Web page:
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Agri and Rural Affairs Chairman: A Word with SAYFC's Duncan Morrison

This year, Farmers Guardian is teaming up with the Scottish Association of Young Farmers Clubs (SAYFC) as media partner for their annual agri affairs and rural conference. Danusia Osiowy speaks to this year’s chairman ahead of the event.



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FG teams up with SAYFC to host Agri and Rural Affairs conference #StartingInFarming

SAYFC Agri and rural affairs chairman Duncan Morrison, joined Inverurie in 2004 at the age of 14. Since then he has enjoyed various roles in SAYFC and feels particularly determined to help make a difference to the political agenda.


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What is your farming background?

I was brought up on 93ha (230-acre) family farm ran by my father and uncle near Inverurie, Aberdeenshire. We are a farm mainly focusing on suckler cows with Aberdeen-Angus progeny taken through to finishing.

 

What is your job now?

I now have my own separate business farming 91ha (226 acres) on a five-year short limited duration tenancy, with 63 suckler cows on a mainly grass-based system, producing weaned calves. I also have a small herd of pedigree Aberdeen-Angus cows.

 

Why did you join Young Farmers?

It sounded great fun and my brother and cousin were both in the club, although I didn’t know how much I could get from being a Young Farmer at the time.

 

When did you get involved with the agri affairs committee and why?

I got involved when the committee relaunched more than four years ago. The events being organised appealed to me and I wanted to learn and move forward in my career at the time and saw the committee as a chance to broaden my horizons.

 

What have your roles been in the committee?

I was elected as the representative for my district before becoming the north regional representative and more recently vice-chairman and chair.

 

How does the committee work across a YFC year?

We meet regularly, every couple of months. There tends to be at least two farm visits or meetings in each region per year although we have committee meetings in between. We also have our national conference in November which brings everyone together and is a great focal point for us.

 

How do you set your political agenda?

We are a group which gives members a chance to air their views to a wider audience so we have members sitting on various stakeholder groups and committees and we look to be consulted on issues which affect the rural youth.

 

What are the key areas you are focusing on and why?

Giving Young Farmers achieving the best start in farming is a key area we focus on, as farming is at the core of SAYFC.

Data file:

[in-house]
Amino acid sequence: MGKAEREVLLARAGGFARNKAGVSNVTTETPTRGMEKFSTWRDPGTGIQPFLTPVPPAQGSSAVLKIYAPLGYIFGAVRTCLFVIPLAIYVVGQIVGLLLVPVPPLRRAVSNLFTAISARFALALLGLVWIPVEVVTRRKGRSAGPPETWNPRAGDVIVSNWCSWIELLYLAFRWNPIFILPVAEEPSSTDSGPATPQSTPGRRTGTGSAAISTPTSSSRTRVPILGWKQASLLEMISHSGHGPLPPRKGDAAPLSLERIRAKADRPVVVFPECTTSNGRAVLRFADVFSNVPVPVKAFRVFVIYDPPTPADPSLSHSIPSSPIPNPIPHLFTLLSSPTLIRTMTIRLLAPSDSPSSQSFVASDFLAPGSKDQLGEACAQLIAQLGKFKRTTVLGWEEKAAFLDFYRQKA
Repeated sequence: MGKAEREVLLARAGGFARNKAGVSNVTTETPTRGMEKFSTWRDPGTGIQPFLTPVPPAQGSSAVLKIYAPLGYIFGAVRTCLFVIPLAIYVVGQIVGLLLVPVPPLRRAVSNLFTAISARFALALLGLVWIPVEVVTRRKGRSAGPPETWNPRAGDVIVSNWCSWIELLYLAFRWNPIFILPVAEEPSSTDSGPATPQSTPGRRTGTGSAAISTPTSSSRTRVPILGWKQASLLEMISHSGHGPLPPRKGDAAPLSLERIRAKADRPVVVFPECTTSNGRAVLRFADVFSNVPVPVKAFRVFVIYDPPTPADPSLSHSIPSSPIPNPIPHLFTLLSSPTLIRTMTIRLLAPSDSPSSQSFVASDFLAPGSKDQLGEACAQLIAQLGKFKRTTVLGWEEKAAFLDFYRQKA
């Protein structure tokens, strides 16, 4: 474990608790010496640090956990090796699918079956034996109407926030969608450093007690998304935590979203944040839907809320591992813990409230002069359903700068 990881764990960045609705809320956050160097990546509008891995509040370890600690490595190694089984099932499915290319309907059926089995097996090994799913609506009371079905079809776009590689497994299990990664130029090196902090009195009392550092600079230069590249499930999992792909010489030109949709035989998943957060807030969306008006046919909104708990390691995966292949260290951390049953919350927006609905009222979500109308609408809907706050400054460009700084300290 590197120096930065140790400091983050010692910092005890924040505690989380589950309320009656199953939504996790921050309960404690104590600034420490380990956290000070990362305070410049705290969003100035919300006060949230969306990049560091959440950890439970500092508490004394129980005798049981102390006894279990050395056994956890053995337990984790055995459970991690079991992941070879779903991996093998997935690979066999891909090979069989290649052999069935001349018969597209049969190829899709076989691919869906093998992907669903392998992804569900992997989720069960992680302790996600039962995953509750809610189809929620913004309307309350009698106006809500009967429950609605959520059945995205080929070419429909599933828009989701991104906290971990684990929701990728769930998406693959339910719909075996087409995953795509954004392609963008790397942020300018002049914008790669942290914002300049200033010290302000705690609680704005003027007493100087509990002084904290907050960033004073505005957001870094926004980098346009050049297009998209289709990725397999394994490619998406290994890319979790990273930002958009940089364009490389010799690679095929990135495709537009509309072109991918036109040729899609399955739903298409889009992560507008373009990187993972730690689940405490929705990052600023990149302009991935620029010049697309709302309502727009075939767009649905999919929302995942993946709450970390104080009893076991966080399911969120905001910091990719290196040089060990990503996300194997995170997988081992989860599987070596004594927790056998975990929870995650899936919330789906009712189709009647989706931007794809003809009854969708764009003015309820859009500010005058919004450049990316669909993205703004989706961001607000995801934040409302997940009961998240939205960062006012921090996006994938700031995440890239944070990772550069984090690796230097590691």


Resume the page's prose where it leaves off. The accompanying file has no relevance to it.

With so much at stake with upcoming Brexit negotiations it’s important that we do our bit to represent the interests of young people. We cover other areas such as the environment, education and business skills, all of which are important to the wider industry.

 

What is the purpose of the annual agri affairs conference?

It is our main focal point of the year and brings members from all over the country to one place for a weekend where we visit farms and take a detailed look at their businesses. We also have great breakout sessions from industry professionals and businesses. It’s a great chance for members to learn new skills from the best in the business and meet like-minded individuals.

 

What do you with the information learned from the conference weekend going forwards?

As a committee we find it’s a good chance to gauge the feeling among the group on various issues and act upon it. We always look to gather feedback from the weekend so we can improve it each year. From a delegate’s perspective, we hope they will learn new information which they can take to their own businesses and careers to benefit them.

 

How important is the committee to the wider industry?

We feel the committee helps members bridge the gap between Young Farmers and organisations, such as the NFU. It can be useful for attracting new members and for retaining older ones; as members get older their priorities may shift towards a more business-focused approach.

 

It’s vitally important to the wider industry too as it gives rural youth a voice. We also help to provide practical and business skill training to members, making sure they are equipped to be the next generation of young people in agriculture.

 

What do you enjoy about being chairman?

I like to be able to give something back to the organisation which has given me so much. I’ve been involved in SAYFC for a long time and it’s rewarding to be able to help younger members experience the benefits it can bring.

 

As someone who is building up a new farming business, I have first-hand experience of some of the issues other young farmers experience so it’s great to be able to help.

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